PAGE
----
The command creates the package in the sharepoint/solution folder:

  3. You now need to deploy the package that was generated to the app catalog. To do this, go to your tenant's app catalog and open the Apps for SharePoint library.

  4. Upload or drag-and-drop the field-extension.sppkg located in the sharepoint/solution folder to the app catalog.

    Notice how SharePoint displays the trust dialog and asks you to trust the client-side solution with SharePoint Online as the domain. Your assets will be automatically hosted either from app catalog URL or from Office 365 public CDN, depending on your tenant settings.

  5. Select the Deploy button.

    Deploy Dialog

  6. Go to the site where you want to test SharePoint asset provisioning. This could be any site collection in the tenant where you deployed this solution package.

  7. Select the gears icon on the top navigation bar on the right, and then select Add an app to go to your Apps page.

  8. In the Search box, enter field, and then select Enter to filter your apps.

    installing field customizer to site

  9. Select the field-extension-client-side-solution app to install the solution on the site. After the installation is complete, refresh the page by selecting F5.

  10. When the solution has been installed, select New from the toolbar on the Site Contents page, and then select List.

    Creating a new list

  11. Create a list named Invoices.

  12. When the new list is created, on the Site Contents page, select Settings from the menu of the newly created list.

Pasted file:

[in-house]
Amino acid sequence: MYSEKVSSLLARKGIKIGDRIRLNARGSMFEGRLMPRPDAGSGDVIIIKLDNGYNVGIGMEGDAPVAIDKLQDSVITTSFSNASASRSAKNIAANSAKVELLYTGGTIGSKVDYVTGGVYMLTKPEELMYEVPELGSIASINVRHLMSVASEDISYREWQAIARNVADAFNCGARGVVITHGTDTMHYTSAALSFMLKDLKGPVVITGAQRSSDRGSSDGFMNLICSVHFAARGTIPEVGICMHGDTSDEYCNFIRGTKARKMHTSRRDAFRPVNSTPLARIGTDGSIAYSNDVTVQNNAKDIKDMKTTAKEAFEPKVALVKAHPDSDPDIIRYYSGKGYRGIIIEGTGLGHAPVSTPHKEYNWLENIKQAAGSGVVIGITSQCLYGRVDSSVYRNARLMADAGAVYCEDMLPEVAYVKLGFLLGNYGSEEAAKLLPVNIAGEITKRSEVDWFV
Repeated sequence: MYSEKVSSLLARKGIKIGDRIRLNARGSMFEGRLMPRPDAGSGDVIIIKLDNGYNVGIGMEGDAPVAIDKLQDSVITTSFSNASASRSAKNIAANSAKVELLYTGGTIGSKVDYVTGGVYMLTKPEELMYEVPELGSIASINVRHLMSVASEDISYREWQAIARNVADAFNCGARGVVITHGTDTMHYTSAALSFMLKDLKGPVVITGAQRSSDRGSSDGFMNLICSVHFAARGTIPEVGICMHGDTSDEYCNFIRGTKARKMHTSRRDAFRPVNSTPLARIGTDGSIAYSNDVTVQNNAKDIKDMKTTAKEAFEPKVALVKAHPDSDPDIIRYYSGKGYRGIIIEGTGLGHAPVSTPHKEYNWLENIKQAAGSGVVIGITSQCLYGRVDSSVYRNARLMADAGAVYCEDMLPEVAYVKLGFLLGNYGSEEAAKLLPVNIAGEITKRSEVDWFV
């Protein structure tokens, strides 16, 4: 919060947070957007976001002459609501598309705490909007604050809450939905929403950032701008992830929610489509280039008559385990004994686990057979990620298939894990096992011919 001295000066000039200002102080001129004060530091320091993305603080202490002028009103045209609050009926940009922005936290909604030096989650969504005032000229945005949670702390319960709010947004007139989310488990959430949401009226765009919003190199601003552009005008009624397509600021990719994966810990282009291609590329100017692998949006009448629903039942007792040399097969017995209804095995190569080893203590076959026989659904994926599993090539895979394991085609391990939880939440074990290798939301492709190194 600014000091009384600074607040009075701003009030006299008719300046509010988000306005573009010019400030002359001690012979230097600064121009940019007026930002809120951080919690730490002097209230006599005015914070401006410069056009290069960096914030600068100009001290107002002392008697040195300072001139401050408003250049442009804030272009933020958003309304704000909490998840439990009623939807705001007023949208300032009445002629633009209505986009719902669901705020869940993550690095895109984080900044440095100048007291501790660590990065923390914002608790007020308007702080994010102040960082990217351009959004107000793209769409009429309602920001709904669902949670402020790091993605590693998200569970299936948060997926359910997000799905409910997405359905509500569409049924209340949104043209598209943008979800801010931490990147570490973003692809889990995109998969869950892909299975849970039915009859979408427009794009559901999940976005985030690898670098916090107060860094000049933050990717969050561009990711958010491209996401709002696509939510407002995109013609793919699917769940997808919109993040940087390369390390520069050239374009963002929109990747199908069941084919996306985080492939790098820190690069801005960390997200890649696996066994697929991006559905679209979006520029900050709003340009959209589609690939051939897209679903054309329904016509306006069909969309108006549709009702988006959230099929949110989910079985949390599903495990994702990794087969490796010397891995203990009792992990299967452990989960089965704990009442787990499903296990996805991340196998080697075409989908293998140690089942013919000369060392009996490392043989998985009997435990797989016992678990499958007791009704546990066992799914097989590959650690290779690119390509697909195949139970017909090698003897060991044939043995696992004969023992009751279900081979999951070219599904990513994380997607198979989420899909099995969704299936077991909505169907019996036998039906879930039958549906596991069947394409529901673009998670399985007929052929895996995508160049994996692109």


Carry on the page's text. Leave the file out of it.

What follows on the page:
List settings for the new list

  13. Under Columns, select Add from existing site columns.

  14. Under the SPFx Columns group, select the Percentage field that was provisioned from the solution package, and then select OK.

    Adding Percentage field to list

  15. Go to the newly created Invoices list. Add a few items to the list with different values in the Percentage column to determine how the field is rendering without the debug query parameters.

Field Rendering without Debug Query Parameters

The process for publishing your app is identical among the different extension types.


This was a relatively simple field customizer with functionality that could also have been achieved with column formatting capability. Column formatting however does not support actual custom code. Notice that field customizers cannot be modified by end users from the user interface which enables additional use cases.


If you find an issue in the documentation or in the SharePoint Framework, please report that to SharePoint engineering by using the issue list at the sp-dev-docs repository or by adding a comment to this article. Thanks for your input in advance.

See also